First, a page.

Genomics has the capability to greatly enrich the availability and quality of food products. A large number of different plant species grow merely for food. Many more plants that are not even cultivated produce secondary metabolites of medicinal and nutritive interest. It is not feasible, sometimes, to carry out the sequencing of every food of interest. The challenge to agricultural plant scientists is to disturb the databases generated for rice, and maize for the genetic improvement of non-model crop species.

6. Genomics provide food security

When it comes to diet, rice alone is the main staple food for half of the world, while pearl millet, maize, or wheat sustains the food requirements of the remaining half. The genomic sequence of rice is already available. The next logical step is to develop strategies and tools to quickly isolate genes in cereals, knowing their function, and determining their potential role to provide food security and nutritional value.

7. Genomics can provide fingerprinting of food materials

Genomics has a great impact in providing “fingerprinting” of plant materials. These fingerprints use to determine the species and cultivars of given plants. It is also used to check the quality and authenticity of foods, whether a given plant product is or derives from a GMO. Read the Benefits and Risks of GM Foods

Functional proteomics help in the identification of marker proteins that use as indicators of plant conditions and aging, indicators of genomic traits such as disease resistance, abiotic plant or root stress, and plant growth. Fingerprints of plants are also used as quality indicators for the screening of raw materials.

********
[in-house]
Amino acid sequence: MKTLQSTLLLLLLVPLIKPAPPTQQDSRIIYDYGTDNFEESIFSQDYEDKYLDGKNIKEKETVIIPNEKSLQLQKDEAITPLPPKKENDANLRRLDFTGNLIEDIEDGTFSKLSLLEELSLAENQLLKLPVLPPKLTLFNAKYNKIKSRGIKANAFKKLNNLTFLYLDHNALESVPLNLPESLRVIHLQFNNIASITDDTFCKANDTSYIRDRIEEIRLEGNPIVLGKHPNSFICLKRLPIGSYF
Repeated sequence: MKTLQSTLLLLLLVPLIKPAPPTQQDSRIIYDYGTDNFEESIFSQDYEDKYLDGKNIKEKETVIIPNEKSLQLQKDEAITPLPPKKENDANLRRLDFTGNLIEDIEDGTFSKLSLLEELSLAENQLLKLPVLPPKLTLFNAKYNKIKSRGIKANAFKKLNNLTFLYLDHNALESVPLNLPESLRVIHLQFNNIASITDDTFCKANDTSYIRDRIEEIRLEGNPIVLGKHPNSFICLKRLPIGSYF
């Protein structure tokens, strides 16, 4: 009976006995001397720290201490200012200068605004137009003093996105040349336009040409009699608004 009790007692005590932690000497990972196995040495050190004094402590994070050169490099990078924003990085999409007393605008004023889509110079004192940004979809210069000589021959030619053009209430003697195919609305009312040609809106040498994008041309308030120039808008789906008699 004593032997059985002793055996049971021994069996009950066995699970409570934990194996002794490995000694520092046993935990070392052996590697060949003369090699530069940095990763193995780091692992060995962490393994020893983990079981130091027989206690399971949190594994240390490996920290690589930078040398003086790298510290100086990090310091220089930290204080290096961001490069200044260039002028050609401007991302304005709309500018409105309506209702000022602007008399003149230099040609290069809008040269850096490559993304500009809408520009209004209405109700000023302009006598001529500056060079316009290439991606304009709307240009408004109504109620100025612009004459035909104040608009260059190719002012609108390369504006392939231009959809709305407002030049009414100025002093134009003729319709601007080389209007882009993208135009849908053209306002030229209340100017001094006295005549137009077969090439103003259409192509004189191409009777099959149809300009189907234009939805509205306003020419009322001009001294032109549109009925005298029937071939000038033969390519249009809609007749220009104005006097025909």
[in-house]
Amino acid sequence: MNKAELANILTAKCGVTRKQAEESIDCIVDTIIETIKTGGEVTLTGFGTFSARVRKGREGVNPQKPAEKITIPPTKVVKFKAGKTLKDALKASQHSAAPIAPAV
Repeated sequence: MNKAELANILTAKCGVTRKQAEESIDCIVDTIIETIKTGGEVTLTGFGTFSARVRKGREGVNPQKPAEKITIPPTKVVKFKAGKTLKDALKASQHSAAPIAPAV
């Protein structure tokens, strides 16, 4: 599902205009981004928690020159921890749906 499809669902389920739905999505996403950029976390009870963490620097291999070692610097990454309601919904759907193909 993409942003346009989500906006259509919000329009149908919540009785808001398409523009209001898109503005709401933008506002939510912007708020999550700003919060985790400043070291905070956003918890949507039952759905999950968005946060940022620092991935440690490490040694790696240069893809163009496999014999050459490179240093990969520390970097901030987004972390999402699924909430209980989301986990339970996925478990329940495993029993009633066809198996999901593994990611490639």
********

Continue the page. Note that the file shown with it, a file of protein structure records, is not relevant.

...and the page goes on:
What are the major goals of nutritional genomics?

Microbial genomics directly links to food production. Molecular genetic methods help detect, identify, and classify plant pathogens and food-borne pathogenic bacteria. It is also used for biological control of agricultural pests, and microorganisms.

Whole-genome information can improve industrial and food-related microorganisms. The main focus of nutritional genomics is to identify and isolate genes required for the synthesis of a target compound desired in the human diet.

Scientists mainly concentrate on vitamins such as folate and vitamins E, B6, and A, and minerals like iron, calcium, selenium, and iodine. In the past, breeding programs largely overlooked the micronutrient composition and density of crops. For many foods’ secondary metabolites, including those of utmost nutritional importance, gene identification has given way to molecular genetic approaches.

For instance, Arabidopsis mutants alter the production of carotenoids, flavonoids, tocopherols, and ascorbic acid and have been used to establish the genetic basis for their production. Scientists are also performing research on the health-promoting secondary metabolites, like anti-carcinogenic or infection-inhibiting compounds. But, the research has not reached the stage of development of micronutrients as the best-known plants produce a very small amount.

Related: Nutritionists’ Top 5 Must-Not-Have Foods

Final words

There is a need to ensure that agricultural production should meet the goal of feeding the world. While experiencing increasing human population growth and severe effects from climate change, genomics plays an important role. Genomics maximizes the utility, diversity, and yield of resources. It also contributes to sustaining food security in the future.

Feeding the world is a scientific and humanitarian enterprise that involves efforts, starting with farmers and breeders. Although the challenges are substantial, there is a great deal of promise to increase the efficiency and productivity of food. Genomics is a powerful tool that we have at our disposal.

Related: Top 10 Foods You Should Buy Organic